And still it rains!! Pray the locusts don’t come.

The ponds are full. There is greenery around. The Familia Moja Team are preparing the fields, making and adding compost and building up the growing beds to ensure they are above the mud.

Here they are preparing for the market gardens for the dry season. The beds are prepared with green manure to aid growing and improve the soil so they get a better crop. This is backbreaking work. It takes 4 people one day to do one row.

And making the compost is hard work too! It is made from 40% dry material, 40 % green leaves, 10% cow manure and 10 % of woody stuff like wood shavings.

Cutting leaves for compost making

Last year the FMI Team prepared half an acre of land and planted onions. Although the year wasn’t very good for the whole country, the team harvested three 100 kilograms bags of produce which was a success and encouraging.

At the end of last year, the team prepared another half acre for planting another garden in 2020. While doing this they trained 12 local people on agriculture best practice: how to prepare composts and how to take care of the environment through choosing plant species such as Mucuna [also known as ‘velvet beans’ – see https://en.wikipedia.org/wiki/Mucuna_pruriens] that help to add nitrogen to the soil of their land as well as producing greenery for the compost.

This year they have also prepared another 2 acres of land ready to plant maize during these early months of the year which are Tanzania’s ‘rainy season’.

Velvet Beans – not only does this crop add nitrogen to the soil but the leaves can be used for making the compost and the beans can be eaten

Please pray that all of this hard work will pay off and provide food for local families over the next year. However, the whole lot is somewhat at risk as some parts of East Africa are seeing some of the worst plagues of locusts for many years. [See the Channel 4 report at https://www.youtube.com/watch?v=-dOD0LCa6Jg ] There are two main risks – firstly that the locusts will reach Tanzania and secondly that Tanzanian food will be bought up by other African countries and there will then not be enough for the Tanzanian people.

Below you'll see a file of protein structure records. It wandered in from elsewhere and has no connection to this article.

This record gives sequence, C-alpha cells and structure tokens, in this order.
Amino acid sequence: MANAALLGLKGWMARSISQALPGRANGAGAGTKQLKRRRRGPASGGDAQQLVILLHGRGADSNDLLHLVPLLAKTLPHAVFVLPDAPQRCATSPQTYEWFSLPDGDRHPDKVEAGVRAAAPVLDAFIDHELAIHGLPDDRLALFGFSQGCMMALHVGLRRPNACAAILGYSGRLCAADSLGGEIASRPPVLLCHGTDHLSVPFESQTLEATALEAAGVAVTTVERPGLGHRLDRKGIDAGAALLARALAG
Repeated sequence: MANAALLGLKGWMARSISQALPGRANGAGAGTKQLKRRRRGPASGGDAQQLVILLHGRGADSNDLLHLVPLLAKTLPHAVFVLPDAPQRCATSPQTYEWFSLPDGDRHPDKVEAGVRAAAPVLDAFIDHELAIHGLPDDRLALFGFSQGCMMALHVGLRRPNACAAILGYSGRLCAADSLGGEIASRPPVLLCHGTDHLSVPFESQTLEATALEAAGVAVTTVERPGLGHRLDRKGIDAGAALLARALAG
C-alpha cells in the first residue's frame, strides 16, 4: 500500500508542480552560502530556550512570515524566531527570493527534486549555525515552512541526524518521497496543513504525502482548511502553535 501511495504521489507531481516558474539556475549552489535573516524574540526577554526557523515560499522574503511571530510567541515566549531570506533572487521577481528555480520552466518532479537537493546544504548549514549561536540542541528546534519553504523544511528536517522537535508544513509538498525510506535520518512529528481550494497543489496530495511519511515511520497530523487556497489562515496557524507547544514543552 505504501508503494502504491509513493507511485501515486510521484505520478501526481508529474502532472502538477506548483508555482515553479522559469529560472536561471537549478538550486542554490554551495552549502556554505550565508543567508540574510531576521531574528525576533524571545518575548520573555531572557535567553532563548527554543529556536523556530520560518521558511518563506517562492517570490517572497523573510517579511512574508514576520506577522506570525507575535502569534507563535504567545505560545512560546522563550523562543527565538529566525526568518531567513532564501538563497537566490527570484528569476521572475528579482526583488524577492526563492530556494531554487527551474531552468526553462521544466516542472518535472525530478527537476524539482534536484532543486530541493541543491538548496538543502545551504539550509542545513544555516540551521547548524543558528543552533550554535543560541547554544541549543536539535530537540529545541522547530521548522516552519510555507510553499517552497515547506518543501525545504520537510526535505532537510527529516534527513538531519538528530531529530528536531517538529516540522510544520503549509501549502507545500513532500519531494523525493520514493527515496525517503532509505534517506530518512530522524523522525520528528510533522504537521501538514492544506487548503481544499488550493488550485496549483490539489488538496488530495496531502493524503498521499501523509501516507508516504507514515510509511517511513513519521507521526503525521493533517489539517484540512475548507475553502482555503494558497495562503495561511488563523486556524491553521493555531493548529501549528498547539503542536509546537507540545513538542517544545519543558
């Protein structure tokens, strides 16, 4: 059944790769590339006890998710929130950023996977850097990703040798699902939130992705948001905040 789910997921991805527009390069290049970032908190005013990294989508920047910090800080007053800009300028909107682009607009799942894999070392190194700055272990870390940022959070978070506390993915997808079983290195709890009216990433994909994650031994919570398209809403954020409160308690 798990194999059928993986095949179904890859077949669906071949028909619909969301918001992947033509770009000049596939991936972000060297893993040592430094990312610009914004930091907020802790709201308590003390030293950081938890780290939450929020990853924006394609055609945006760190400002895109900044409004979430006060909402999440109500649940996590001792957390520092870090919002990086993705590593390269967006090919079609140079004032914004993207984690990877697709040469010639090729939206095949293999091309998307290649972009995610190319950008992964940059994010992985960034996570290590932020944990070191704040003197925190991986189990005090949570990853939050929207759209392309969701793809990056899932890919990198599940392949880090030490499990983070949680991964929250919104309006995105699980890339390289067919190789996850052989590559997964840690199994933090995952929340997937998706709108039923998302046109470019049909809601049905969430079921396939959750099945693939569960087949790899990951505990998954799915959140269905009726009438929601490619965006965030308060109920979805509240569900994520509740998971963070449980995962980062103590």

“And the King will say, ‘I tell you the truth, when you did it to one of the least of these my brothers and sisters, you were doing it to me!’

Jesus of Nazareth

When not involved in the agricultural work, the small team are also providing medical and social care to some of the poorest in the local area. In 2019, 676 household visits were made to 45 households reaching 130 family members for client services. During these care visits they provided food supplies and home-based care treatment such as wound dressing for 16 clients and medication to 45 chronically ill patients.  FMI were also able to provide [thanks to your generosity] some of these clients with access to hospital care by providing transport, paying for their medical costs and food costs while there and looking after family members left at home.

You can read more about this work in the Annual Report from Familia Moja Itetemia which you can access using the link above.

Thank you for your generous support and prayers.

Author: ericbeachhpa

I am the webmaster / administrator for Familia Moja Community Project - UK. I assist the trustees of this charity in the publicity using this website. The organisation's aim is the prevention or relief of poverty and sickness in the Tabora district of Tanzania by making grants or donations to a Community Based Project [CBO] with the same name licensed in Tanzania.

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